The Art of Getting it Wrong

Mistakes are the portals of discovery.
  (James Joyce)
Anyone who has never made a mistake has never tried anything new.
   (Albert Einstein)
When was the last time you watched a small child learning to walk?  They’ll walk a couple of steps, fall over, pick themselves up and try again.  Heaven knows how many times they fall over before they master the art of walking.  They might cry the first time they fall down — they might be a bit surprised and perplexed — they might have a bit of a chuckle — but do they give up?  No.  There isn’t the tiniest question of giving up and they get back on their feet and try again. 

Just imagine, if a child stopped and thought too much about walking, he or she would probably never start.  They could spend days, weeks, months thinking about it and preparing for it, take umpteen courses, read books on how to walk but never actually do it.  Perfectionists can learn a lot from toddlers.  Not only do they put off doing things, but sometimes they're so paralysed by the fear of not getting it right that they shelve an idea completely.  We procrastinators are exactly the same: we over-think things and over-prepare, worried that we’ll never know enough or be good enough. 

Entrepreneurs and toddlers have a lot in common.  They’re both risk takers and refuse to give up.  Successful entrepreneurs often don’t become successful overnight.  In fact, they often suffer several disastrous forays into business (and lose horrible amounts of money) before they make it big.

So what can we learn from this?  Maybe to overcome the curse of perfectionism – and procrastination – we have to return to child-like thinking.  Don’t prepare. Don’t think or analyse.  Just do it.  Be prepared to fall over, pick yourself up, fall over again.  Enjoy the process, rather than worrying about the outcome.  You may not get it right the first time, or even the second – but with persistence you’ll make it in the end.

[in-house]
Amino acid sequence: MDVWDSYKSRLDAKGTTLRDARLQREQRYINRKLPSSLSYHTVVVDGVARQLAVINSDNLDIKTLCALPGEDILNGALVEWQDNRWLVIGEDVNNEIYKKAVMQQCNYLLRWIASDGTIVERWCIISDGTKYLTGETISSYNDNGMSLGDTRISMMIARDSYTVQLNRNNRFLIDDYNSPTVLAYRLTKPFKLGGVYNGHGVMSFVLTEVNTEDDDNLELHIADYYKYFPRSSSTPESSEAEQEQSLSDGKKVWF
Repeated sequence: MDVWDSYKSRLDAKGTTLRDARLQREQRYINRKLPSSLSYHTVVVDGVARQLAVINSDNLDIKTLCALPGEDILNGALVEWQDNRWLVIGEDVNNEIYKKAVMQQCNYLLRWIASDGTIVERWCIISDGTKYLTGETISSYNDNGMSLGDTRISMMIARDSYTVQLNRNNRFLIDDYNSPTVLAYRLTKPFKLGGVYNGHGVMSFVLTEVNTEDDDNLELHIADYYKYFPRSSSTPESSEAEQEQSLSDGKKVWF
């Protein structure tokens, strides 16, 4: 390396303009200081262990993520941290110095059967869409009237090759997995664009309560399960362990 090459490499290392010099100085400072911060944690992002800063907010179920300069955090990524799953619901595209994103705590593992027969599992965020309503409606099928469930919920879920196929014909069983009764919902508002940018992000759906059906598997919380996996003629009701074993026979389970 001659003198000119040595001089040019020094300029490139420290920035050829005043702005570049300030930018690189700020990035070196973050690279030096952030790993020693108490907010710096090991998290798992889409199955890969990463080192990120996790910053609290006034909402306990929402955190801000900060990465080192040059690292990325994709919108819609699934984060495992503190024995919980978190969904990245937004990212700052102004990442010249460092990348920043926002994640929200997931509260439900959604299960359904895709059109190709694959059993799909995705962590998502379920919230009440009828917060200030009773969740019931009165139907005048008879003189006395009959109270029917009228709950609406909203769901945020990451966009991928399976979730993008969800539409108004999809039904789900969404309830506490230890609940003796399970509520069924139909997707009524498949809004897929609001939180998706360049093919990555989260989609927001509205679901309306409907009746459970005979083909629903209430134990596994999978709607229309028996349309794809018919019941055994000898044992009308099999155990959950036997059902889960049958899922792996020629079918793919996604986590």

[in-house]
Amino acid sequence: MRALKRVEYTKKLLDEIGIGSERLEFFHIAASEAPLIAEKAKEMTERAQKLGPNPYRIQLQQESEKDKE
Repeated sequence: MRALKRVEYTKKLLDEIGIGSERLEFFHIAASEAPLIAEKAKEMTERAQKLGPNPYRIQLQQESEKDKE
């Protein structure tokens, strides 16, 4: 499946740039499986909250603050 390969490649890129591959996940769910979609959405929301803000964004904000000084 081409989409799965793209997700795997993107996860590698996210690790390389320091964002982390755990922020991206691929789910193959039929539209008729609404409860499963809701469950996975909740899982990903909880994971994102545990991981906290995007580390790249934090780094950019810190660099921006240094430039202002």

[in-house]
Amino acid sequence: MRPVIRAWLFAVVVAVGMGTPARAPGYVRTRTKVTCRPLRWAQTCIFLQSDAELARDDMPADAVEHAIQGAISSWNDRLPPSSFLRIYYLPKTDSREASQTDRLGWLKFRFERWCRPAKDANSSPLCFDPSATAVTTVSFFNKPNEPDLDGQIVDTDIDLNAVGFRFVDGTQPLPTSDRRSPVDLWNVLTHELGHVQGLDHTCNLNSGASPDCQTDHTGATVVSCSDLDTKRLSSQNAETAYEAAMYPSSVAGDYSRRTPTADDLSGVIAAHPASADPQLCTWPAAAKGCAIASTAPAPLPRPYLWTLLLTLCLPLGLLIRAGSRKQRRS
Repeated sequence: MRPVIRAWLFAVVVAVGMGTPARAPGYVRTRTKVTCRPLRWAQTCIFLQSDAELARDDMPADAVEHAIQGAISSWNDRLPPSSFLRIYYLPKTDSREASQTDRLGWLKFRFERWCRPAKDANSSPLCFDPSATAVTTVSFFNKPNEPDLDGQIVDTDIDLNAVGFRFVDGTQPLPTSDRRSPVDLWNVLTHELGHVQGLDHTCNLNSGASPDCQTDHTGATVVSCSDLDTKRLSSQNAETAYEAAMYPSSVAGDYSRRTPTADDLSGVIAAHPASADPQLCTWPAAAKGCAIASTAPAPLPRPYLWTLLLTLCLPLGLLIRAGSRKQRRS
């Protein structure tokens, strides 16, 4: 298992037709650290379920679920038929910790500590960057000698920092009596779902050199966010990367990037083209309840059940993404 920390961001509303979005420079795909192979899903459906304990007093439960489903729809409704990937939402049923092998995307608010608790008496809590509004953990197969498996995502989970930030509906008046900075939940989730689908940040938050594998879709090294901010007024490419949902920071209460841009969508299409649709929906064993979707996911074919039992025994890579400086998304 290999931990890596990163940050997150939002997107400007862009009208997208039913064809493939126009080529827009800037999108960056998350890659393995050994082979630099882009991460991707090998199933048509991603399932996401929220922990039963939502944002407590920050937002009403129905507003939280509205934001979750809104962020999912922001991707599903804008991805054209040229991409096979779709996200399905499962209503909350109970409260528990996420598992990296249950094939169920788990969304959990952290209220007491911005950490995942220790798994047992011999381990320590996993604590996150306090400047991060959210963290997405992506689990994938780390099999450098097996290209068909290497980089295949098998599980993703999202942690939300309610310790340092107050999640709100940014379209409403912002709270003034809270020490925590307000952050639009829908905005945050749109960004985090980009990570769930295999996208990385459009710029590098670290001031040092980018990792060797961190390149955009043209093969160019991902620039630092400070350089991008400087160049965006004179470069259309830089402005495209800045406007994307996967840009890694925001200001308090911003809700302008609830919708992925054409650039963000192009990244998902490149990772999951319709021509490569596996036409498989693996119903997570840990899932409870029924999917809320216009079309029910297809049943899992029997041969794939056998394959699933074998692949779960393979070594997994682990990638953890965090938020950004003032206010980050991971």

Several years ago I was struggling with trying to write the text for my first website.  I kept putting the job off because of the fear of not 'getting it right'.  I was on the verge of giving up completely when I read a newsletter by US marketing guru, Robert Middleton, on exactly this topic.  He recalled how, many years before, he had been writing the text for his first website.  It wasn't perfect — in fact, the look and feel of the site had changed several times since that first effort.  He had, effectively, fallen over many times before eventually fashioning the product he wanted.  The point was that he had made a start and done something. 

This was a revolution in thinking for me and has helped me a lot over the years.  Accepting the idea that what you do actually doesn't have to be perfect first time.  It can be changed. It probably WILL be changed!  Sometimes you just have to recognise that what you undertake probably won’t be perfect.  But you can always strive for 80%.  We'll do the very best we can, at the time, and with the resources available to us.  The important thing is to get started.
Question:  Have you made enough mistakes recently?

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 © Annabel Sutton, Coaching Tips – 2010

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